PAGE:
Archive for April 2009

OSA awards CoEP student Kris Rowland

April 16, 2009

Recently Kristopher Rowland, a PhD student at the CoEP, was awarded a Incubic/Milton Chang student travel grant by the Optical Society of America (OSA). This grant is awarded to selected students presenting research at the upcoming Conference on Lasers and Electro Optics (CLEO) in Baltimore, USA.

Kris’ presentation, titled ‘Spectral Properties of Liquid-Core Bragg Fibers’ demonstrates significant shifting of the fundamental bandgap of a hollow-core Bragg fiber by systematically filling the core with liquids of various refractive indices along with some comparison with theory.

The CoEP congratulates Kris on his excellent achievement. Well done Kris!

Exciting seminar by Phillip Russel

April 3, 2009

The CoEP is pleased to announce that it will be hosting a seminar on Thursday the 9th of April given by Prof Phillip Russel. This event is a free public lecture and all are welcome.

Prof Russell is considered a ‘godfather’ of microstructured optical fibre research worldwide, and is known for giving quite insightful talks.

Currently he serves as the Director of the newly founded Max-Planck Institute for the Science of Light and Professor of Physics at the University of Erlangen-Nuremberg, Germany.  He obtained his PhD (1979) degree at the University of Oxford and has subsequently held positions in France, Germany, the USA and the UK.  He specializes in the behaviour of light in periodically structured materials and waveguides, and was the founder of BlazePhotonics Ltd (2001 to 2004) whose aim was the exploitation of photonic crystal fibre. Prof Russell is a Fellow of the Royal Society and the Optical Society of America and has won several international awards for his research.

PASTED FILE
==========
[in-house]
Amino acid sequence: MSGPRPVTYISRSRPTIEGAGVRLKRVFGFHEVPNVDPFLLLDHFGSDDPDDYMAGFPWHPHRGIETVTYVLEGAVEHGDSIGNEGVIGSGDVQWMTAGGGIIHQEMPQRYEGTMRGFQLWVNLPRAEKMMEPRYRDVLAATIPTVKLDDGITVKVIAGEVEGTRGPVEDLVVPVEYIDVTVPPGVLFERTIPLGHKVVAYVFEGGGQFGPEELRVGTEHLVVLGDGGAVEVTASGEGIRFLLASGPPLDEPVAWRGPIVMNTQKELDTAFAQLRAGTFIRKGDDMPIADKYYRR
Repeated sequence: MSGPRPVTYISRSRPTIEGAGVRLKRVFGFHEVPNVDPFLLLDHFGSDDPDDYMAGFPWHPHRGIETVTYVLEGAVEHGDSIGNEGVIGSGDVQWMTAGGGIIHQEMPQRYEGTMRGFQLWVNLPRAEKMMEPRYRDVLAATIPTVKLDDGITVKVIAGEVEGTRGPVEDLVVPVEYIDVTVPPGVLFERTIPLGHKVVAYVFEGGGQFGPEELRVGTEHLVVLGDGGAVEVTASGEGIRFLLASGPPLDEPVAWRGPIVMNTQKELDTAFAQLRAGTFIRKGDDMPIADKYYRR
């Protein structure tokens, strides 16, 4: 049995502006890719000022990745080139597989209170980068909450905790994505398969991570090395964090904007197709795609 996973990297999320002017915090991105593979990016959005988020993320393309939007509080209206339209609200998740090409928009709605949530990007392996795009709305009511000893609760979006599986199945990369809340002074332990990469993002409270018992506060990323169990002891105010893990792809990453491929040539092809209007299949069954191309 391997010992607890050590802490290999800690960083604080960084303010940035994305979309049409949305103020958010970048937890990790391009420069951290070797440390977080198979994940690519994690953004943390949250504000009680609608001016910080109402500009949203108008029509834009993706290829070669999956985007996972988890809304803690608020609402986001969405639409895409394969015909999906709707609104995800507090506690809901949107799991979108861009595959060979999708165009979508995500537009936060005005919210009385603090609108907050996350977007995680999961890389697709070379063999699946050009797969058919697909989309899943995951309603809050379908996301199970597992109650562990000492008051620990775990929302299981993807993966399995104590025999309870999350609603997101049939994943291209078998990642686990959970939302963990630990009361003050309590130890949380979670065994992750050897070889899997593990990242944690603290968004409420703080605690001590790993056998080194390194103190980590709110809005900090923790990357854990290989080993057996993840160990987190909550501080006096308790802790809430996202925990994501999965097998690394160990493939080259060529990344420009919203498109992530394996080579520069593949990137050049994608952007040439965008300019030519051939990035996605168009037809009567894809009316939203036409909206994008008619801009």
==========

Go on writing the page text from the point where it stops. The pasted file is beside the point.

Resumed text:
The details of the talk are are given below, followed by the abstract.

Location: Kerr Grant theatre, Physics building, University of Adelaide.

Time: 6pm

Glass cages for catching light

In its most common form, photonic crystal fibre (PCF) consists of a hair-thin thread of glass with a ‘cage’ of tiny hollow channels running along its length. This periodic lattice makes it possible to guide light in new ways, for example, to cage it inside an empty core. In such a hollow-core PCF one is able for the first time to eliminate the diffraction of light over km distances in empty space. By filling the core with gases, nonlinear gas-laser interactions can be enhanced by seven orders of magnitude in the best low-loss PCFs. Hollow-core PCF can also be used, for example, to laser-guide small particles, molecules or atoms along a curved path. In PCFs with micron-sized solid-glass cores, the chromatic dispersion can be radically altered, which has led to a revolution in the brightness of broad-band white-light sources. The most recent example of such  supercontinuum” sources is nearly six orders of magnitude brighter than an incandescent lamp, yielding up to 10 mW/nm spectral intensity at visible and near IR wavelengths. The lattice of hollow channels also gives rise to phononic band gaps and families of multi-GHz guided acoustic modes, which themselves interact strongly with light, creating unusual forward and backward Brillouin spectra. By filling the hollow channels with metals such as silver or gold, one can explore plasmon resonances in arrays of parallel nanowires. Through its unique and varied characteristics, PCF is creating many new opportunities in diverse areas of fundamental and applied research.